As many of you know, my first two weeks on the Camino has been as a solo pilgrim. I have purposely not written too much on these details, in case there are any creeps lurking in cyberspace. Call me over cautious, but I purposely booked a self-guided tour with – just for a little more piece of mind.


I walked by myself every day, and the tour included breakfast, dinner, nightly accommodations in hotels, a 24/7 emergency number and they drove my ‘other’ bag to each location every day. It worked out to be about 200 Euros a day which, when you convert into Canadian, it was a big splurge for me. In all of my times in Europe, Michael and I have never spent this kind of budget before. But, it was a fantastic travel experience. Here’s my list of pros and cons of this tour:


  • No interaction with other pilgrims in the mornings or evenings. Part of the Camino experience is staying in Albergues (hostels), and enjoying the camaraderie between all the pilgrims.
  • Fewer pilgrims walk the Portuguese route, and many of the hotels I stayed at were quiet – so limited human interaction.
  • The cost for a single supplement (worked out to be an extra 500 euro I think) – included in the price mentioned above. I know this is an industry-wide fee, but felt like a gouge.
  • You had to make it to a certain destination every night, so if you wanted to explore anything along the way, or spend more time in a city, you didn’t have much flexibility.


  • Safety – I had the emergency number provided, as well as the number of each hotel, so there were many options to call for help. If you’ve been reading all my blog entires, you’ll know that on the first day I did call my hotel to pick me up 6km out, as heat stroke hit me.
  • Pre-vetting of hotels. I didn’t have to spend time and organize or book accommodations.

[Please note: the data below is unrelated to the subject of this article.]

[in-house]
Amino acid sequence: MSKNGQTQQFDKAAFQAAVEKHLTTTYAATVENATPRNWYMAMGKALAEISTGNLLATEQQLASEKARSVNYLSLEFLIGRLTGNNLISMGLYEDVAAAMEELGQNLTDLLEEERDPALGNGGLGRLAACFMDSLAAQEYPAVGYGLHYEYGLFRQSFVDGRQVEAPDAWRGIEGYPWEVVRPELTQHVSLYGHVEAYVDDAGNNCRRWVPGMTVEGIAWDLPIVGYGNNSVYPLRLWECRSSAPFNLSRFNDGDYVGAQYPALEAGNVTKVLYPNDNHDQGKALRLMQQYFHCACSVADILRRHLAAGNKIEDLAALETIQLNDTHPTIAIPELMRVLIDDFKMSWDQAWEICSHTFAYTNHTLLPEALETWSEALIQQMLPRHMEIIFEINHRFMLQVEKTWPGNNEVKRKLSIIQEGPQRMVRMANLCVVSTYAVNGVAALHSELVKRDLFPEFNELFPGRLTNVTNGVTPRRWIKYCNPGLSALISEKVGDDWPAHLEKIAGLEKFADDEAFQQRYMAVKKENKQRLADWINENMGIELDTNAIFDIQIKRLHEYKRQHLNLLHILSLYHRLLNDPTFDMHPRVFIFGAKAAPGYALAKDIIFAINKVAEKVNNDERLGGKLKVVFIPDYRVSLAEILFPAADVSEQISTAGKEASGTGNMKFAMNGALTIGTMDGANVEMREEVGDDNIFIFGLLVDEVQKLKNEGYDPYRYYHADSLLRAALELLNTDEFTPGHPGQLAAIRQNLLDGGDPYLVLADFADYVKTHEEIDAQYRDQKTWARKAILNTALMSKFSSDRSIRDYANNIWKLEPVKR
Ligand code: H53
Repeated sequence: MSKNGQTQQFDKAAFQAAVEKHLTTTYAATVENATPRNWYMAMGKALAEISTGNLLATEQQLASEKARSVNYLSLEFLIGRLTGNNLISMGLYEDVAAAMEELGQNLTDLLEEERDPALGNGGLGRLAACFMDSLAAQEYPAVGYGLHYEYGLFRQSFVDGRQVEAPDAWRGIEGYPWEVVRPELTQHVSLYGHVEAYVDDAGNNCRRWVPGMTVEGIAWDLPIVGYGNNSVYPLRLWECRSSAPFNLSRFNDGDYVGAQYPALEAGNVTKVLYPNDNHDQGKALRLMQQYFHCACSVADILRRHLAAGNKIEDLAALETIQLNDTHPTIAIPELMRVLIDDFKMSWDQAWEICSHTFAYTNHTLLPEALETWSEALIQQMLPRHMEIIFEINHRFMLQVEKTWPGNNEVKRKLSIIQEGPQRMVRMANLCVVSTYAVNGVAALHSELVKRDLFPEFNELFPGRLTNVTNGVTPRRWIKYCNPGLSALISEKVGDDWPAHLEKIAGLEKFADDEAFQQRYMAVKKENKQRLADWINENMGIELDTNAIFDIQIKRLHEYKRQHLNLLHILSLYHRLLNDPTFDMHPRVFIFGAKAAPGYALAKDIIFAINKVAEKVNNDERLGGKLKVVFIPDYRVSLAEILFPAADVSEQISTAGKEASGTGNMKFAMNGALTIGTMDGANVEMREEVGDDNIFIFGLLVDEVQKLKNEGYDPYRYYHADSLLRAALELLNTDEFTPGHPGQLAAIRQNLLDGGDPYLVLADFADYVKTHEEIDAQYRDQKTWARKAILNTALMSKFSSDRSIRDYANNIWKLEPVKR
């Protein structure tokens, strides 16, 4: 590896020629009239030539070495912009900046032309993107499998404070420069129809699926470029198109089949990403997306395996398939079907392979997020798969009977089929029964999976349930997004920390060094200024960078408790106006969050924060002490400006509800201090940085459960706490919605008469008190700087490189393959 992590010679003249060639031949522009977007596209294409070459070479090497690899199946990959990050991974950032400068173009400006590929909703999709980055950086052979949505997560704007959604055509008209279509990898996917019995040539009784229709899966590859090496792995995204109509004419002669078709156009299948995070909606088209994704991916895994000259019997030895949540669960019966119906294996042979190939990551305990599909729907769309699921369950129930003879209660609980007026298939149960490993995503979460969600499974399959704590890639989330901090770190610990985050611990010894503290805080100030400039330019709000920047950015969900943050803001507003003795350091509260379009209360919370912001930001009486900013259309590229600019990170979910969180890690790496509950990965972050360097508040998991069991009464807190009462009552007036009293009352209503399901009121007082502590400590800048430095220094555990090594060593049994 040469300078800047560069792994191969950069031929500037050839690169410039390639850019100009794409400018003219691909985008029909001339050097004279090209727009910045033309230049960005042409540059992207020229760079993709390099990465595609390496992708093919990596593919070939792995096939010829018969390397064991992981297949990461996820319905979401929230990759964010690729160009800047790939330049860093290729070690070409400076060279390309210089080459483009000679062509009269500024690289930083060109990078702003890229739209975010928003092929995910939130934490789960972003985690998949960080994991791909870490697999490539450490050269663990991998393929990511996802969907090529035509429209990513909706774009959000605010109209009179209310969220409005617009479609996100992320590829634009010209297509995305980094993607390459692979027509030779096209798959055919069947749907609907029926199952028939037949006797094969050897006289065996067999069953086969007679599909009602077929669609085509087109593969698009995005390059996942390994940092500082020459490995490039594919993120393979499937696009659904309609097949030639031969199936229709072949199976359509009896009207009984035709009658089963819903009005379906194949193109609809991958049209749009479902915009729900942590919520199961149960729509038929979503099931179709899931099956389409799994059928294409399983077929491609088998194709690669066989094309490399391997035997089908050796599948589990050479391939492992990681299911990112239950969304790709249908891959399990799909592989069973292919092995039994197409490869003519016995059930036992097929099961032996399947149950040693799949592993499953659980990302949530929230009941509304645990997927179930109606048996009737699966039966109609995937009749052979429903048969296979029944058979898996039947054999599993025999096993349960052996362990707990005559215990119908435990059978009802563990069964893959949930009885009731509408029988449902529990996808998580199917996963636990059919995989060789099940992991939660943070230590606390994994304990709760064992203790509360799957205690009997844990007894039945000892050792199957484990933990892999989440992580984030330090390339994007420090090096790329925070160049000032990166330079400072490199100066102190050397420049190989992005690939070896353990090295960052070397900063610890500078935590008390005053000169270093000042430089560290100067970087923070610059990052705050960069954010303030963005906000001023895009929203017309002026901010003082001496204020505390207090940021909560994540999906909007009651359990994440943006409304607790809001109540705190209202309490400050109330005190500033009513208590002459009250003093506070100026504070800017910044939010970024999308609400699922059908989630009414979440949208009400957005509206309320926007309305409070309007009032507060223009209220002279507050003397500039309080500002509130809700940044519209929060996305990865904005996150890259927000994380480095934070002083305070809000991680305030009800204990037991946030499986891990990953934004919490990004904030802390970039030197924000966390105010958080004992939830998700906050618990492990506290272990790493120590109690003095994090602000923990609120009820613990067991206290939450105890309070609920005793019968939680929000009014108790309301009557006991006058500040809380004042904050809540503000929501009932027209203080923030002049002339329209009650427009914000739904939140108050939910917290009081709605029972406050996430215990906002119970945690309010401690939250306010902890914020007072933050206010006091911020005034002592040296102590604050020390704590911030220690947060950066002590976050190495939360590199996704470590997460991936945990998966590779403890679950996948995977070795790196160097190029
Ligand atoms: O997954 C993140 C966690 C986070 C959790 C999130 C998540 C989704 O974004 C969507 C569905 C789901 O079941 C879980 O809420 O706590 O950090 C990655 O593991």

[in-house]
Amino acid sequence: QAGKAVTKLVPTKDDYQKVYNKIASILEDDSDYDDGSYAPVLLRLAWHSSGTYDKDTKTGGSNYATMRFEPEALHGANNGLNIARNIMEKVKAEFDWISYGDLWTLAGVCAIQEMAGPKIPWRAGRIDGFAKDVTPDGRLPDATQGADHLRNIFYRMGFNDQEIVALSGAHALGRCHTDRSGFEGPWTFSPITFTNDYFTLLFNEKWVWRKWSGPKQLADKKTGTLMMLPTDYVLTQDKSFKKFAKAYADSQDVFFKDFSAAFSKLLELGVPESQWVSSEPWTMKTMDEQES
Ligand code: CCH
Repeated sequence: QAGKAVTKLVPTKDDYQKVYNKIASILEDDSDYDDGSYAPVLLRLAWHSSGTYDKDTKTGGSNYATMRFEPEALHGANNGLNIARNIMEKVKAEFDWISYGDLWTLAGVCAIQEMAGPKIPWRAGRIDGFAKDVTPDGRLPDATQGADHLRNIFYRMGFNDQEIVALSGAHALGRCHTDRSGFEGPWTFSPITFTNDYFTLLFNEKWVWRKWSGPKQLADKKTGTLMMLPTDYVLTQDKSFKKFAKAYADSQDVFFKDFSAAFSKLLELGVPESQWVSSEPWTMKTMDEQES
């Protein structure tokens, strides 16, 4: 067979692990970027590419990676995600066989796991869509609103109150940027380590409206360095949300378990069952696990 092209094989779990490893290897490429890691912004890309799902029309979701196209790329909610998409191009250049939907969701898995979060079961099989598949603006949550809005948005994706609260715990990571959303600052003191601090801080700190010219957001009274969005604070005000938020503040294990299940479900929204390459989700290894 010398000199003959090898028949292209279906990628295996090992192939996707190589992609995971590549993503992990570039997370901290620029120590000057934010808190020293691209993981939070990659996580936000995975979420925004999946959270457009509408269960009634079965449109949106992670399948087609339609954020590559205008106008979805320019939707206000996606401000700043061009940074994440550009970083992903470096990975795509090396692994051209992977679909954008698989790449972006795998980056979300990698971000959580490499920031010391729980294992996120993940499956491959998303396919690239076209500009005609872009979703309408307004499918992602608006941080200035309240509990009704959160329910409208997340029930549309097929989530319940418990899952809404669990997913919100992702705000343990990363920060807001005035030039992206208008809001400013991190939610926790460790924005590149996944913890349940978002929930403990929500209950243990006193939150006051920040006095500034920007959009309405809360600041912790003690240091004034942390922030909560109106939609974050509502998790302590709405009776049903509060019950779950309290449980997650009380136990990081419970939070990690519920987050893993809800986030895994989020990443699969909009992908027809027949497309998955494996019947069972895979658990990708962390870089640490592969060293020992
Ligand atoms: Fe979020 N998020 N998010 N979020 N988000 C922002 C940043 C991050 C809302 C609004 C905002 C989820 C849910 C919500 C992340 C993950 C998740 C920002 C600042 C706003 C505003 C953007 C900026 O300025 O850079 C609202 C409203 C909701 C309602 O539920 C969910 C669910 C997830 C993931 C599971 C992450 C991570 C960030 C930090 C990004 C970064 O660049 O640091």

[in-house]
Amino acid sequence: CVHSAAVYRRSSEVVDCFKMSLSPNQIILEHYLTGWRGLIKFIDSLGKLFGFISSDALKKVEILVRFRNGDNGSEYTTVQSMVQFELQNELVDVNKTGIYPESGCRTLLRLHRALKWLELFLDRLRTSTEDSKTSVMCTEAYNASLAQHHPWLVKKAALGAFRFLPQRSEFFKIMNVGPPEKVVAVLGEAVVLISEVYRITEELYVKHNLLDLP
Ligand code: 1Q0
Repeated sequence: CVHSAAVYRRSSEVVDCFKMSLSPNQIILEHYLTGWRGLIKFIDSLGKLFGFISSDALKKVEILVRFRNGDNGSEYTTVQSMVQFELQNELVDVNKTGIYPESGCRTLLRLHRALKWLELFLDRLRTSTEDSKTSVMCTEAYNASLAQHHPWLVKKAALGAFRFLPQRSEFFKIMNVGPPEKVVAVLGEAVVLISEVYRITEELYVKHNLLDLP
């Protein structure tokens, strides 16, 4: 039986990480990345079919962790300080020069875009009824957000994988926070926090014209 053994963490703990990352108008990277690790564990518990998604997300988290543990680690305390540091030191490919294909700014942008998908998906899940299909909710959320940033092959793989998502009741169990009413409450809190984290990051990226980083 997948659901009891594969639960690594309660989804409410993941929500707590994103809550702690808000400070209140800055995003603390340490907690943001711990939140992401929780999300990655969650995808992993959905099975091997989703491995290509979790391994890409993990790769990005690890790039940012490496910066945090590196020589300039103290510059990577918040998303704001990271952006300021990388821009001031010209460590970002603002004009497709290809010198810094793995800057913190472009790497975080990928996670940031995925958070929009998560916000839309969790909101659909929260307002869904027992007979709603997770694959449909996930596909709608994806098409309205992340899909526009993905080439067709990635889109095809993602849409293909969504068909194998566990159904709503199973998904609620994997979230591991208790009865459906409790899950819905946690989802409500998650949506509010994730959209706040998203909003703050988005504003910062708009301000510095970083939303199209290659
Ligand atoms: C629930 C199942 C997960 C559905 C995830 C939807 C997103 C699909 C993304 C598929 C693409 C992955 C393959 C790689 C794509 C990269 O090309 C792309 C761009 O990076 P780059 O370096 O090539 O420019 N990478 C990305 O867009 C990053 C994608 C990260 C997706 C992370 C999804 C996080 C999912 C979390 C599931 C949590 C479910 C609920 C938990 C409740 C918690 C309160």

• A few days I had the driver who was transporting my bag, drop me off down the road. This was extremely helpful in managing my limitations of my cold, as well as the heat. It gave me options to pace myself.
  • The hotels (for the most part) were 3 or 4 stars. I loved having access to swimming pools for swimming and stretching after a long day of walking, and soaking in a tub was ace.

Overall I recommend this tour, and it was the best choice for my solo travel experience. My last day of this tour saw me walking 20km from Sao Joao da Madeira, into Grijo, then they sent a taxi to pick me up and drive me the last 15kms into Porto. I was supposed to be driven back to Grijo the next day and walk into Porto, but I opted out for a rest day a la tourista instead.



My Angel today was a gentle faced man mopping the stone floors of the monastery in Grijo. I arrived to the piece and tranquility of a small garden and sat awhile to cool off in the shade. I walked through the cloisters and saw nobody. Was wanting to get a Carimbo and stay awhile. As I was about to go, this man asked if I wanted my ‘stamp’. He led me into the Sacristy, and using a large, old decorative key unlocked a wooden door and pulled out the Carimbo. Then he opened up the Church for me to pray, and while I’m more spiritual than religious, I couldn’t say no.

I said a thank you and left feeling a great sense of peace.